Cradle Fund Sdn Bhd, an agency under Malaysia’s Ministry of Finance, announced this week the launch of an investment product called Direct Equity 800 (DEQ800) that is built to help startups receive cash injections of between RM800,000 (US$180,000) and RM300,000 (US$67,000).
The strategy behind DEQ800 is to slowly wean early-stage Malaysian startups off of government grants. According to Cradle Group CEO Nazrin Hassan, about half of Cradle’s budget for 2017 will be equity-funding while the other half will be in grants. Longterm, Cradle hopes to gradually shift away from grants and towards the equity model.
The decision comes on the heels of a February initiative from Cradle to expand its portfolio. Cradle will target a wide-range of industries — like fintech or oil, gas and energy. But, the company must be a tech-based startup.
Hassan said he hopes DEQ800 will become an alternative option early-stage startups consider when they are going on the fundraising path. The agency plans to invest in 10 companies and close three co-investment deals in 2017.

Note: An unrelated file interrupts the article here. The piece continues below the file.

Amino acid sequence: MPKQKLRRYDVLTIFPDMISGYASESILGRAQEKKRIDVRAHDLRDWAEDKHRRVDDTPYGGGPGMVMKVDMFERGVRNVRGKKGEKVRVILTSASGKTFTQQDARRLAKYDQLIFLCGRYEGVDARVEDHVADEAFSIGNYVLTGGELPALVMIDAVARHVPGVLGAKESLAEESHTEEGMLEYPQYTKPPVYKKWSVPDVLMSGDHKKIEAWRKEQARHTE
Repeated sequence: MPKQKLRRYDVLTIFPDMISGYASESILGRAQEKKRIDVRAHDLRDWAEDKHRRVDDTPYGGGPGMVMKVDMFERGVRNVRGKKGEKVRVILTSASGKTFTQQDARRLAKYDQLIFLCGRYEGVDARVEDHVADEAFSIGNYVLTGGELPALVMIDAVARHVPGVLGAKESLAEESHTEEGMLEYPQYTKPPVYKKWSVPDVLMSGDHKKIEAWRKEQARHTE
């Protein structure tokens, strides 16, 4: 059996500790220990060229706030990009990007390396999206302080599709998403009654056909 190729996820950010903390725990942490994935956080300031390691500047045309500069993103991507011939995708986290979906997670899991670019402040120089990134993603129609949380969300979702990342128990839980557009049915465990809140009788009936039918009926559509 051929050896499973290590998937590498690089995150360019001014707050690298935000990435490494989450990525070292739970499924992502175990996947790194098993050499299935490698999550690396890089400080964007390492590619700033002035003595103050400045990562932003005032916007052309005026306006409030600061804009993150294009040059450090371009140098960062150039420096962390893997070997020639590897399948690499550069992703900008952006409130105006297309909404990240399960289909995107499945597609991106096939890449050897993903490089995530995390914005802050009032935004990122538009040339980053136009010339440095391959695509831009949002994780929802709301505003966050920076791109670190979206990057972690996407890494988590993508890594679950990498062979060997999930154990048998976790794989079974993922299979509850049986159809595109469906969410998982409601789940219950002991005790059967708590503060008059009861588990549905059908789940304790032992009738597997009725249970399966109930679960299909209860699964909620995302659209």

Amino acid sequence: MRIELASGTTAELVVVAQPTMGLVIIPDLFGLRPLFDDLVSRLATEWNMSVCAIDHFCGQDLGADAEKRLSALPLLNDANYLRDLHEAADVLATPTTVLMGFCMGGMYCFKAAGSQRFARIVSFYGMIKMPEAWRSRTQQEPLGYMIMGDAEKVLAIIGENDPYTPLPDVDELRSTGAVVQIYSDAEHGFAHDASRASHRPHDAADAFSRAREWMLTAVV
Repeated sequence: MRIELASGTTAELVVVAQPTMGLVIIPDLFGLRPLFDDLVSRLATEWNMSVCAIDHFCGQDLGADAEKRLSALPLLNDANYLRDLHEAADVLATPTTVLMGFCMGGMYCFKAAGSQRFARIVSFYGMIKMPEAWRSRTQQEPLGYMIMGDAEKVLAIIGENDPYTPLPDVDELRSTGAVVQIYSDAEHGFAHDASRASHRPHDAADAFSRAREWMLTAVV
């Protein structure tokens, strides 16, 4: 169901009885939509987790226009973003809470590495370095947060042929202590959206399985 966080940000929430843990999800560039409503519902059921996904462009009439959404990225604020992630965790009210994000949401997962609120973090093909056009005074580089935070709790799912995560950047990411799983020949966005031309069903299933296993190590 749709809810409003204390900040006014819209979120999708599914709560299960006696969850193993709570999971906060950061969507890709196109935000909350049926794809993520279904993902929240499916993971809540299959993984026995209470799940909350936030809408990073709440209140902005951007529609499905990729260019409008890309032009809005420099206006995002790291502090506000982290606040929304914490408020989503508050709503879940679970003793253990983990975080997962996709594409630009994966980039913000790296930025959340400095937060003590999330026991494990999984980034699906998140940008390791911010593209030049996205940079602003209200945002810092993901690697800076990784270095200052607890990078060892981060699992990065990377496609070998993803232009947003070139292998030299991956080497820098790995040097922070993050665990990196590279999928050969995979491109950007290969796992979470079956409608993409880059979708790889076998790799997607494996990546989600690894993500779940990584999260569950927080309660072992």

“We believe DEQ800 will serve as a crisp avenue for start-ups with clear growth and good exit potentials at pre-seed and seed stages to raise capital for their businesses and help achieve these objectives,” said Hassan in a statement.
The co-investment strategy
Cradle’s co-investment strategy strategy is also being tweaked.
Previously, Cradle would match the amount being invested from their partners. Now, Cradle will double the money being invested by their partners.
The 2-to-1 model will be introduced along with a bump in the ticket size. Previously, Cradle would invest RM500,000 (US$112,000); now the amount will be RM800,000 (US$180,000).
‘‘One major advantage of getting seed funded by Cradle is that our start-ups can look forward to leverage our ecosystem of diversified investor groups which can add value to their knowledge and experience as they strive to scale beyond their home market,” said Hassan.